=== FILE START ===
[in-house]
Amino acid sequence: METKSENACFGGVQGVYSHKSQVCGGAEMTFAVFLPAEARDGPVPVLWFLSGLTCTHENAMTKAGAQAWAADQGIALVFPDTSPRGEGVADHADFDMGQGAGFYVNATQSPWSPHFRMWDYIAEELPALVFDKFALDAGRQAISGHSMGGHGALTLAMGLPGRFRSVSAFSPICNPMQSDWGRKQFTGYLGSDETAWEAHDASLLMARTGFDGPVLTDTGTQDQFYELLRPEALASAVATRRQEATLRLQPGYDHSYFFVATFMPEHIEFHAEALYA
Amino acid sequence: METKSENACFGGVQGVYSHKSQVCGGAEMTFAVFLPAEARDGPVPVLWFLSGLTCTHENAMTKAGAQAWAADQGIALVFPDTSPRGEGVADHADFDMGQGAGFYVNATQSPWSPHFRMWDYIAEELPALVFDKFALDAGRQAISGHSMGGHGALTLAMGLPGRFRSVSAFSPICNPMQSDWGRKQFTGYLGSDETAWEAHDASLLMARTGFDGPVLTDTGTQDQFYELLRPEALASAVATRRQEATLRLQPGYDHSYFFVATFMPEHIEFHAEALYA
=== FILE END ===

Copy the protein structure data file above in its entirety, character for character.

[in-house]
Amino acid sequence: METKSENACFGGVQGVYSHKSQVCGGAEMTFAVFLPAEARDGPVPVLWFLSGLTCTHENAMTKAGAQAWAADQGIALVFPDTSPRGEGVADHADFDMGQGAGFYVNATQSPWSPHFRMWDYIAEELPALVFDKFALDAGRQAISGHSMGGHGALTLAMGLPGRFRSVSAFSPICNPMQSDWGRKQFTGYLGSDETAWEAHDASLLMARTGFDGPVLTDTGTQDQFYELLRPEALASAVATRRQEATLRLQPGYDHSYFFVATFMPEHIEFHAEALYA
Amino acid sequence: METKSENACFGGVQGVYSHKSQVCGGAEMTFAVFLPAEARDGPVPVLWFLSGLTCTHENAMTKAGAQAWAADQGIALVFPDTSPRGEGVADHADFDMGQGAGFYVNATQSPWSPHFRMWDYIAEELPALVFDKFALDAGRQAISGHSMGGHGALTLAMGLPGRFRSVSAFSPICNPMQSDWGRKQFTGYLGSDETAWEAHDASLLMARTGFDGPVLTDTGTQDQFYELLRPEALASAVATRRQEATLRLQPGYDHSYFFVATFMPEHIEFHAEALYA